MUST SEE PRODUCTION
As racial tensions simmer in the streets, a talented black actress in rehearsals for major Broadway production finds that the struggle for racial equality doesn't stop at the stage door in Alice Childress's seminal satire on racism in New York's theatrical world. Sound familiar? Well, Trouble In Mind actually debuted off-Broadway in 1955. Hailed by the Washington Post as one of the greatest plays about racism ever written, Trouble in Mind's darkly comic tone belies the sad fact it remains relevant to this day.
What is the story?
When the first integrated play is about to open on Broadway, racial tensions between the black and white players surface, and one African-American actress has a stark choice to make when it comes to chasing her dream role as a lead; whether swallow her pride and personal values and kowtow to the racist white director in order to realize her dream, or stand up for her fellow cast members and risk losing everything she has worked for.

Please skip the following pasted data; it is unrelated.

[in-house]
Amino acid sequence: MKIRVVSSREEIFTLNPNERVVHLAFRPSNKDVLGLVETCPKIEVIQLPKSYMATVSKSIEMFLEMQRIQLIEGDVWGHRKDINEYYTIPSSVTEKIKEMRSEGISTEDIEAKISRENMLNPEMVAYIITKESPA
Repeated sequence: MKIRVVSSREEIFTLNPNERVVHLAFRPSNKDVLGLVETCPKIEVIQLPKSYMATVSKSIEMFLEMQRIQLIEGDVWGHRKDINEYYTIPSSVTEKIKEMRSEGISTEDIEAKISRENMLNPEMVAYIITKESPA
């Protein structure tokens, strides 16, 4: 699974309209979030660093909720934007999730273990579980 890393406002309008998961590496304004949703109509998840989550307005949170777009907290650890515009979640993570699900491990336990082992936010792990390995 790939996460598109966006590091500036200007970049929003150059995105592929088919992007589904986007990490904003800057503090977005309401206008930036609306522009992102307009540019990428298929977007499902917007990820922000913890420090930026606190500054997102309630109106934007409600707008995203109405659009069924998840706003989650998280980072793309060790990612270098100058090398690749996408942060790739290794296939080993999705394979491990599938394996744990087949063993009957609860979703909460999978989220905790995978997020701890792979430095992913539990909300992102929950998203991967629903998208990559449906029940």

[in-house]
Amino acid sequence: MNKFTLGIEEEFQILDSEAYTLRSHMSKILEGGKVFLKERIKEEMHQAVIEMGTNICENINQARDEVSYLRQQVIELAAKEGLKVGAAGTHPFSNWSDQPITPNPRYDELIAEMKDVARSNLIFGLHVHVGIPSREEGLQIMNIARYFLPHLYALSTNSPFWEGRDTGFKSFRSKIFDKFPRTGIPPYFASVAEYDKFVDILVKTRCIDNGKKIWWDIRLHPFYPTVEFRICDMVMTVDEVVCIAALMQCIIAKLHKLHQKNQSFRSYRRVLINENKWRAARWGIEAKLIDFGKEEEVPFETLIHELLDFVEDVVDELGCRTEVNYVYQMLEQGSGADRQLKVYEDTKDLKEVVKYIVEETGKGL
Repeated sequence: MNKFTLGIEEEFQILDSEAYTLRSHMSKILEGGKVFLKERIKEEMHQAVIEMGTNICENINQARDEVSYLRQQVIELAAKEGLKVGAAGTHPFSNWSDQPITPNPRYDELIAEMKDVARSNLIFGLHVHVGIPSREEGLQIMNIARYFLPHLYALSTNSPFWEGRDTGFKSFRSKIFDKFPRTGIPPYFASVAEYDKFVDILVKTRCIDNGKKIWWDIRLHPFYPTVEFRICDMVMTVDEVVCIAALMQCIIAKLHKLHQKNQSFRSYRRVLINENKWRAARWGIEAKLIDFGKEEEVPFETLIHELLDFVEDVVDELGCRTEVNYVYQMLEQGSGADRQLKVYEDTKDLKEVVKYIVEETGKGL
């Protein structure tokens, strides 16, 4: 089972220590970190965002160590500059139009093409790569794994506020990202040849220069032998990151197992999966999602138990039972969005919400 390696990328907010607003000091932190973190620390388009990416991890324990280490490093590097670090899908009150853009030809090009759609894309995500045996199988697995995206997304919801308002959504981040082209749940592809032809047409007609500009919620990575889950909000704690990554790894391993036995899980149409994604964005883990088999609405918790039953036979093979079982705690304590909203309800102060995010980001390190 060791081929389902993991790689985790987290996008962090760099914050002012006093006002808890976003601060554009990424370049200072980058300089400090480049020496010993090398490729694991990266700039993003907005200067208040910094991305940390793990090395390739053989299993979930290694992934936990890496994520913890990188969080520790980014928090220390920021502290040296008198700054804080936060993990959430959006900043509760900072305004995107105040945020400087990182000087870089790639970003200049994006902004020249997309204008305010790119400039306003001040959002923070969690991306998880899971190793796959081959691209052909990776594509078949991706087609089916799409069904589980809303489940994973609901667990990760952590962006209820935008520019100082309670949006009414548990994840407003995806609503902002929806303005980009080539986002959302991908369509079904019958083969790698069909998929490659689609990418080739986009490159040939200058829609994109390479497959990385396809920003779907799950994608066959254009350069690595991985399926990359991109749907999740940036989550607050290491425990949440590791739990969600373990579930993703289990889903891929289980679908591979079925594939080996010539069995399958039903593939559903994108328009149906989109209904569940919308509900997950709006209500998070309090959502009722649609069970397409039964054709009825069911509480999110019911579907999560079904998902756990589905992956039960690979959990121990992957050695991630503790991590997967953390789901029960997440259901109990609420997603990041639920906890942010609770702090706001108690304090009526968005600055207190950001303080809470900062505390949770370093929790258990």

The play was awarded an Obie Award in 1956 for best original Off-Broadway production, making her not only the first African-American female playwright but also the first to win an Obie. Ironically, the play faced its own racial struggles parallel to those featured in Chaos in Belleville, the very show that the cast of Trouble in Mind are trying to stage.